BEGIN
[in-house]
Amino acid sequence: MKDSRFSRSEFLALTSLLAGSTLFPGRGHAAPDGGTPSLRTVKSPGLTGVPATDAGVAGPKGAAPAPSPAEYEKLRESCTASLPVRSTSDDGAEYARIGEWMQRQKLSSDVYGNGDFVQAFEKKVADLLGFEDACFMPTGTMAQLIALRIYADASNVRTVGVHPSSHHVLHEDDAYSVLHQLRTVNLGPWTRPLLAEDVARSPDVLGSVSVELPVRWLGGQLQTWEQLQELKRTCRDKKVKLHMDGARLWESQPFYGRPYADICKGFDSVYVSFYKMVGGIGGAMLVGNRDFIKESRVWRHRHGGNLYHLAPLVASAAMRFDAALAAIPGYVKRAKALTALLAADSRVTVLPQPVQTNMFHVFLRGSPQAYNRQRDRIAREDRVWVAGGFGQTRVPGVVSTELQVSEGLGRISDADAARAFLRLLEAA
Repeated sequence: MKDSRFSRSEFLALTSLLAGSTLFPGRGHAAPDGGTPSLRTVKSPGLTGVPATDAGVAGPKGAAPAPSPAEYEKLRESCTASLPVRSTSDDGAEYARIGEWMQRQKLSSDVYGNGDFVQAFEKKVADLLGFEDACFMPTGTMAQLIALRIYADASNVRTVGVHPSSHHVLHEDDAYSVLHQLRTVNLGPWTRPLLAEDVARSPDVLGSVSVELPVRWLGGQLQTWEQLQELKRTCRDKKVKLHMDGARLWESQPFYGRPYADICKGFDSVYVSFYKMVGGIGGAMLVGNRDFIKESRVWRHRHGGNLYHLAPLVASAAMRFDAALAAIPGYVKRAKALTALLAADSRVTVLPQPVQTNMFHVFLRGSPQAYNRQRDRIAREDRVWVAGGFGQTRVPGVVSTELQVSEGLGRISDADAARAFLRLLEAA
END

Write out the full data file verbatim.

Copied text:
[in-house]
Amino acid sequence: MKDSRFSRSEFLALTSLLAGSTLFPGRGHAAPDGGTPSLRTVKSPGLTGVPATDAGVAGPKGAAPAPSPAEYEKLRESCTASLPVRSTSDDGAEYARIGEWMQRQKLSSDVYGNGDFVQAFEKKVADLLGFEDACFMPTGTMAQLIALRIYADASNVRTVGVHPSSHHVLHEDDAYSVLHQLRTVNLGPWTRPLLAEDVARSPDVLGSVSVELPVRWLGGQLQTWEQLQELKRTCRDKKVKLHMDGARLWESQPFYGRPYADICKGFDSVYVSFYKMVGGIGGAMLVGNRDFIKESRVWRHRHGGNLYHLAPLVASAAMRFDAALAAIPGYVKRAKALTALLAADSRVTVLPQPVQTNMFHVFLRGSPQAYNRQRDRIAREDRVWVAGGFGQTRVPGVVSTELQVSEGLGRISDADAARAFLRLLEAA
Repeated sequence: MKDSRFSRSEFLALTSLLAGSTLFPGRGHAAPDGGTPSLRTVKSPGLTGVPATDAGVAGPKGAAPAPSPAEYEKLRESCTASLPVRSTSDDGAEYARIGEWMQRQKLSSDVYGNGDFVQAFEKKVADLLGFEDACFMPTGTMAQLIALRIYADASNVRTVGVHPSSHHVLHEDDAYSVLHQLRTVNLGPWTRPLLAEDVARSPDVLGSVSVELPVRWLGGQLQTWEQLQELKRTCRDKKVKLHMDGARLWESQPFYGRPYADICKGFDSVYVSFYKMVGGIGGAMLVGNRDFIKESRVWRHRHGGNLYHLAPLVASAAMRFDAALAAIPGYVKRAKALTALLAADSRVTVLPQPVQTNMFHVFLRGSPQAYNRQRDRIAREDRVWVAGGFGQTRVPGVVSTELQVSEGLGRISDADAARAFLRLLEAA